Hamas does not accept Israel’s right to exist in any shape. It attacked Israel on its southern borders that will remain with Israel in any eventual peace deal, and killed and abducted innocent civilians, not religious settlers occupying the West Bank. The attack was directed at the very existence of Israel as a Jewish state. That the supposedly moderate Palestinian Authority in the West Bank has supported Hamas will only heighten Israeli fears that an end to the conflict will not be a Palestinian and Jewish state living side by side, but a single Palestinian state between the river and the sea. This is not a semantic difference. A citizen may accept the division of her country under some circumstances, but in no circumstances will she accept its annihilation.

The central obstruction to a two-state solution has not been the Israeli occupation of West Bank and Gaza — there was after all a murderous conflict between the two sides even before the occupation in 1967. The main roadblock has been the inability of the Palestinians to convince Israeli voters that if given sovereignty in some part of the land, they would leave the Jews alone in the other.

There has always been a radical Israeli fringe unwilling to see the Palestinians as a people deserving a state. These religious bigots had historically been on the margins of Israeli politics. Today, they are key members of the ruling coalition, reflecting a widening distrust among Israeli voters of Palestinians as partners in any eventual peace.

Lesson gleaned

The lesson Palestinians have learnt from their decades-long occupation and daily humiliations has been that Israeli civilians need to share their pain to force them to reduce it. But from the Israeli perspective, every wave of violence against their civilian community has made them less likely to risk ending the occupation of Palestinians. The recent terror attacks will further Israeli suspicions that if this is what Hamas can do with a tiny bit of power, what would they do to Israel with sovereign state power?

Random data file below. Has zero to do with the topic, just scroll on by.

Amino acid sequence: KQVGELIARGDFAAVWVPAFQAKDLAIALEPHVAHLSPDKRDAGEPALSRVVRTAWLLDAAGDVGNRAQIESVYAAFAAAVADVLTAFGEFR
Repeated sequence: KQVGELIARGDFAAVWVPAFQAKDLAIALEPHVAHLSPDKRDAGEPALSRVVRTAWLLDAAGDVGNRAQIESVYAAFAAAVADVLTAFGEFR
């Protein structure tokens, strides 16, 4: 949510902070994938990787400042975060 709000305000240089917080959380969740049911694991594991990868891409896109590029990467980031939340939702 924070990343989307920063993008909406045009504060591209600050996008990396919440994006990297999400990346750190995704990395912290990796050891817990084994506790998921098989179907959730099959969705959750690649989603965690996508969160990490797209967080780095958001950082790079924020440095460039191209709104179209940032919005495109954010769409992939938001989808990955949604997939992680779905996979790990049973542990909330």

Hamas’ unprecedented attack will reinforce among Israelis the only two options they feel they have: they can either endure the continuing moral shame of ruling over another people or they can risk their very existence by creating a sovereign Palestinian state that might then wipe out Israel as a Jewish state.

Given the power imbalance between Israel and the rest of the Arab world, there is only one way for Palestinians to get their sovereign state. That will be to convince Israeli voters that an eventual Palestine will live peaceably next to Israel. But for this generation of Israelis who are scarred by images of a kidnapped 84-year-old grandmother being paraded in a golf cart by Hamas, the immorality of occupying another people will be preferable to risking the annihilation of one’s own people. The only way forward is for a Palestinian leadership that can credibly signal to the Israeli people that it will not use the freedoms it gains from any peace deal to hurt Israel. The prospects for that seem dim.

Vinay Sitapati is a professor of law and politics, and author of ‘Half-Lion: How PV Narasimha Rao Transformed India’ and ‘Jugalbandi: The BJP Before Modi’